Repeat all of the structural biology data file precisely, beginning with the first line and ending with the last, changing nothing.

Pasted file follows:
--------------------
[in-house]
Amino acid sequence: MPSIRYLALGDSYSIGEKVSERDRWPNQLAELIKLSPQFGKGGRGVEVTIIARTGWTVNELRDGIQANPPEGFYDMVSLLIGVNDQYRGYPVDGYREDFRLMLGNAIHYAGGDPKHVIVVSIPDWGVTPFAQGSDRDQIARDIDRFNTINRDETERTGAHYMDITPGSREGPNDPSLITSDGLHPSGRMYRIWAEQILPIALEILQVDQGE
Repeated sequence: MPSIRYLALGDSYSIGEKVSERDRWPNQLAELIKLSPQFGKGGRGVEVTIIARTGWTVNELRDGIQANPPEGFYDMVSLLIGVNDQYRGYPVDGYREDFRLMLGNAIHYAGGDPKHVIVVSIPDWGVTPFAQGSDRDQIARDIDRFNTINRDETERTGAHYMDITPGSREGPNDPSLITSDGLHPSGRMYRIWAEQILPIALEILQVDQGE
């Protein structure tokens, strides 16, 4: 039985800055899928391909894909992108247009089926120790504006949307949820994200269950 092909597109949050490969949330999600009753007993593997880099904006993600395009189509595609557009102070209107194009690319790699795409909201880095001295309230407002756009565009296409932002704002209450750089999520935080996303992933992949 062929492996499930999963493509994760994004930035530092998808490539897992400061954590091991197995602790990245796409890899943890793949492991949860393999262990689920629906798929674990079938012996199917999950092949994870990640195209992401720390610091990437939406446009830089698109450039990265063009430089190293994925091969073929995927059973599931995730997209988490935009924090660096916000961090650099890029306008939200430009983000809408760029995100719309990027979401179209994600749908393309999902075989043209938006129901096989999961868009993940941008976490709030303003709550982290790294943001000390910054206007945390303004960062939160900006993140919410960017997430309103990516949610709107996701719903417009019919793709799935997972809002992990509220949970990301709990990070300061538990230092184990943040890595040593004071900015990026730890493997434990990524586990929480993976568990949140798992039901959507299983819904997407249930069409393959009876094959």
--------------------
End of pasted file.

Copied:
[in-house]
Amino acid sequence: MPSIRYLALGDSYSIGEKVSERDRWPNQLAELIKLSPQFGKGGRGVEVTIIARTGWTVNELRDGIQANPPEGFYDMVSLLIGVNDQYRGYPVDGYREDFRLMLGNAIHYAGGDPKHVIVVSIPDWGVTPFAQGSDRDQIARDIDRFNTINRDETERTGAHYMDITPGSREGPNDPSLITSDGLHPSGRMYRIWAEQILPIALEILQVDQGE
Repeated sequence: MPSIRYLALGDSYSIGEKVSERDRWPNQLAELIKLSPQFGKGGRGVEVTIIARTGWTVNELRDGIQANPPEGFYDMVSLLIGVNDQYRGYPVDGYREDFRLMLGNAIHYAGGDPKHVIVVSIPDWGVTPFAQGSDRDQIARDIDRFNTINRDETERTGAHYMDITPGSREGPNDPSLITSDGLHPSGRMYRIWAEQILPIALEILQVDQGE
């Protein structure tokens, strides 16, 4: 039985800055899928391909894909992108247009089926120790504006949307949820994200269950 092909597109949050490969949330999600009753007993593997880099904006993600395009189509595609557009102070209107194009690319790699795409909201880095001295309230407002756009565009296409932002704002209450750089999520935080996303992933992949 062929492996499930999963493509994760994004930035530092998808490539897992400061954590091991197995602790990245796409890899943890793949492991949860393999262990689920629906798929674990079938012996199917999950092949994870990640195209992401720390610091990437939406446009830089698109450039990265063009430089190293994925091969073929995927059973599931995730997209988490935009924090660096916000961090650099890029306008939200430009983000809408760029995100719309990027979401179209994600749908393309999902075989043209938006129901096989999961868009993940941008976490709030303003709550982290790294943001000390910054206007945390303004960062939160900006993140919410960017997430309103990516949610709107996701719903417009019919793709799935997972809002992990509220949970990301709990990070300061538990230092184990943040890595040593004071900015990026730890493997434990990524586990929480993976568990949140798992039901959507299983819904997407249930069409393959009876094959």